REVIEW | The Monarchs | Kass Morgan & Danielle Paige | The Ravens #2

I read The Ravens last year because I have a weakness for witchy stories – and the idea of a witchy story set in a sorority house had my attention. I liked The Ravens, though I did have a few problems with it, and unfortunately I liked The Monarchs slightly less as I was frustrated with a lot of the character arcs.

Thanks to Hodder & Stoughton for the eARC of this book. It has not affected my honest review.


Character - 4 Atmosphere - 6 Writing - 5 Plot - 5 Intrigue - 5 Logic - 3 Enjoyment - 5 Rating: 4.71 / 2 stars
Rating: 4.71 / 2 stars

About the book:

The sorority girls at Kappa Rho Nu—the Ravens—are determined to restore balance to the world. After destroying an ancient talisman and barely saving their sorority in the process, they’ll go to any lengths to keep their secret as Westerly’s most powerful coven of witches.

Scarlett Winter, a legacy Raven, has finally gotten what she’s always wanted: the Kappa Rho Nu presidency. After the disaster that killed the sorority’s last president, Scarlett is determined that no sister will fall under the sway of wicked magic ever again. But the powers of the presidency have their own pitfalls—and Scarlett has big shoes to fill.

Vivi Devereaux, a freshman, finally knows what it feels like to belong. For the first time ever, she’s got it all: her Kappa Rho Nu sisters and a sweet (and hot) boyfriend. When Scarlett assigns Vivi the coveted role of social chair, Vivi is determined to live up to her Big’s expectations—even if that means dabbling in a new form of magic.

Unbeknownst to the Ravens, new rivals and ancient evils lurk on Westerly’s campus. With Kappa Rho Nu’s future on their shoulders and their pasts still haunting them, will Scarlett and Vivi be able to save their sisterhood once again?

What did I think?

One of the biggest points of frustration with me in this book was actually something that frustrated me in The Ravens too. The way Scarlett is characterised is mostly fun to read, a powerful and passionate witch who cares about her sister above nearly everything else. I love that, in principle, and the budding friendship between Vivi and Scarlett in The Ravens and continuing friendship in The Monarchs is a delight. But the way Scarlett acts with her love interests? So fucking annoying. In book one, she gets annoyed at Mason and Vivi for kissing – even though she was trying to date Jackson. In The Ravens, Jackson has another love interest and Scarlett gets annoyed and jealous again – even though she’s flirting with a new character and agreeing to dates. This hypocrisy is beyond irritating to me, and it made me less interested in Scarlett’s romantic arcs. In The Ravens I loved the way that Scarlett was challenging the way that she was raised and her family’s beliefs. In The Monarchs, she seemed to lean back into her elitist beliefs with no hesitation.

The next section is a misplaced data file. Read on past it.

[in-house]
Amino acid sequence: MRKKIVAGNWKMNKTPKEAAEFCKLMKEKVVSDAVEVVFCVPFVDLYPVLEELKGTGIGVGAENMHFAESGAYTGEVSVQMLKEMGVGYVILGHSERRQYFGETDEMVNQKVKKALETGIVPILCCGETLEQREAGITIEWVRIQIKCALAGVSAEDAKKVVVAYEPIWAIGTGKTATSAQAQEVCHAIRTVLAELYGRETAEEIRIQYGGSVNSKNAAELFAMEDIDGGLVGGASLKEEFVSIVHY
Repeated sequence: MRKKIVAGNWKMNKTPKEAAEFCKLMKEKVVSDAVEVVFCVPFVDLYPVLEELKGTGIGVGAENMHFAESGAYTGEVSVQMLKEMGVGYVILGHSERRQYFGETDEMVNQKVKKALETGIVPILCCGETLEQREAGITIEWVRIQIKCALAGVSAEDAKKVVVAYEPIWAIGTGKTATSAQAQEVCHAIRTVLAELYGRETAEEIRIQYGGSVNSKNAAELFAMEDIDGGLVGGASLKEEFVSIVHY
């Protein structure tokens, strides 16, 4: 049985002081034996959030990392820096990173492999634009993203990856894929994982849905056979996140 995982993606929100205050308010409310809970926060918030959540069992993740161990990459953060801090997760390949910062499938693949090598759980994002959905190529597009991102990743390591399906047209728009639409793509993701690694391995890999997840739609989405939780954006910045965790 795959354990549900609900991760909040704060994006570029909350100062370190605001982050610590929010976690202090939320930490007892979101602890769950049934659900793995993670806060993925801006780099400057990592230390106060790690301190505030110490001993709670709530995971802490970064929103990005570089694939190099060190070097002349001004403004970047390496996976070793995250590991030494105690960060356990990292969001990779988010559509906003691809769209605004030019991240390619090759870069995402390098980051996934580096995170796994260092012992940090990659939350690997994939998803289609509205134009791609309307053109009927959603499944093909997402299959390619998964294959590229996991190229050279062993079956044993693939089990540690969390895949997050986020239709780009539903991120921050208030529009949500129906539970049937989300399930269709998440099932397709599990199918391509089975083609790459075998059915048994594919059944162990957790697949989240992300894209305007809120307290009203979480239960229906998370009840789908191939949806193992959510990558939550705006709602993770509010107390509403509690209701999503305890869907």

Half of the conflict in Vivi’s section of the book was entirely caused by her refusing to explain things or answer questions. This was miscommunication taken off the scale because the book didn’t even attempt to justify why Vivi didn’t just… answer questions. Instead she kept secrets with no explanation and it caused her conflict with Mason and her sorority sisters, even though at the start of the book there was a whole passage where she talked about feeling as though she can tell Mason anything. Why didn’t we get to actually see that, then? Instead, the way she reacted leads me to my biggest gripe with The Monarchs.

I repeatedly had some like, consent ick issues with this book. There’s a love spell sub-plot, which obviously has some super squicky consent issues, and I don’t think that this was addressed enough in the end, but I could accept this. It’s seen as a horrible use of magic and manipulative abuse. But on the other hand, Scarlett and Vivi both use their magic in ways that I found equally manipulative and gross, and that was just seen as ‘I shouldn’t do this, oh well’. Scarlett attempted to read a guy’s thoughts on their first date, and Vivi used magic to make Mason forgive her for something instead of having a conversation. The fact that this wasn’t challenged because it was done by the good witches? Ick.

There was a lot going on in this book. By the time I reached a third into the book, there were so many plot lines going on that it kind of felt like things were just being thrown at the wall to see what sticks. Ultimately, they did resolve into a kind of cohesive ending, but I did feel like we had several aspects suddenly brought up that weren’t mentioned at all in the first book – demons?? witch hunters?? companions?? – so it felt like I had missed a whole book in the middle of a trilogy, rather than going into the second part of a duology. The blood magic was super interesting and totally underutilised, and it took over 50% of the book for me to start actually feeling invested in the plot. Even then, I managed to guess the plot twist about halfway through. Once we’d reached the halfway point the book got a lot more interesting and I enjoyed the second half enough that I felt like I was racing through it and I’m definitely glad I finished the book.

This wasn’t a terrible book, I guess, but I was disappointed. The first half was significantly poorer than the second, and as a result it felt like the second half was badly paced. If we’d had those plots seeded throughout the book then it wouldn’t have felt so rushed. Ultimately, this series is a fun magical romp but I wish that there was more focus on the magic than the weird not-quite romantic subplots.


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Release Date: 11th January 2022


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